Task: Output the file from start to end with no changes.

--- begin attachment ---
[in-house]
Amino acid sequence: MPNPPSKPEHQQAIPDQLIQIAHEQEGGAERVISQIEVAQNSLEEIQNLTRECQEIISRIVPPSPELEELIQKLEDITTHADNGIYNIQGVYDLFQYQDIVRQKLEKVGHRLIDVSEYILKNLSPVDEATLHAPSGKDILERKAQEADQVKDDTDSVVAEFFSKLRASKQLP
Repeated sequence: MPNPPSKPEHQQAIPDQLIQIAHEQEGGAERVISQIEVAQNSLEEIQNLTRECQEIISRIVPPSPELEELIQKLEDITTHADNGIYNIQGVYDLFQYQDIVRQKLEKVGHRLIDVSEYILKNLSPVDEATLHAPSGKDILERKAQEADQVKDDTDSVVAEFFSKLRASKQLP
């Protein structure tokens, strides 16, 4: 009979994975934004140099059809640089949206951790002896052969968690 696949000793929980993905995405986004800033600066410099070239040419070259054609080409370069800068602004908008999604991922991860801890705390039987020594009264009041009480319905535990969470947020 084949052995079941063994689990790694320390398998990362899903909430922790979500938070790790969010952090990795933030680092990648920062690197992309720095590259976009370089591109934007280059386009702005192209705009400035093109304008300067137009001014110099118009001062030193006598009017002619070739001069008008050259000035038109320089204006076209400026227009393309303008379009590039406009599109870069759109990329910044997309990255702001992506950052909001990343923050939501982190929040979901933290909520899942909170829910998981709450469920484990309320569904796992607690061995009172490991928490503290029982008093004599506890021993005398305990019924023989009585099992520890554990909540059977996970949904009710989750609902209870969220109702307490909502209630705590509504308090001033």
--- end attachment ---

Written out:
[in-house]
Amino acid sequence: MPNPPSKPEHQQAIPDQLIQIAHEQEGGAERVISQIEVAQNSLEEIQNLTRECQEIISRIVPPSPELEELIQKLEDITTHADNGIYNIQGVYDLFQYQDIVRQKLEKVGHRLIDVSEYILKNLSPVDEATLHAPSGKDILERKAQEADQVKDDTDSVVAEFFSKLRASKQLP
Repeated sequence: MPNPPSKPEHQQAIPDQLIQIAHEQEGGAERVISQIEVAQNSLEEIQNLTRECQEIISRIVPPSPELEELIQKLEDITTHADNGIYNIQGVYDLFQYQDIVRQKLEKVGHRLIDVSEYILKNLSPVDEATLHAPSGKDILERKAQEADQVKDDTDSVVAEFFSKLRASKQLP
């Protein structure tokens, strides 16, 4: 009979994975934004140099059809640089949206951790002896052969968690 696949000793929980993905995405986004800033600066410099070239040419070259054609080409370069800068602004908008999604991922991860801890705390039987020594009264009041009480319905535990969470947020 084949052995079941063994689990790694320390398998990362899903909430922790979500938070790790969010952090990795933030680092990648920062690197992309720095590259976009370089591109934007280059386009702005192209705009400035093109304008300067137009001014110099118009001062030193006598009017002619070739001069008008050259000035038109320089204006076209400026227009393309303008379009590039406009599109870069759109990329910044997309990255702001992506950052909001990343923050939501982190929040979901933290909520899942909170829910998981709450469920484990309320569904796992607690061995009172490991928490503290029982008093004599506890021993005398305990019924023989009585099992520890554990909540059977996970949904009710989750609902209870969220109702307490909502209630705590509504308090001033």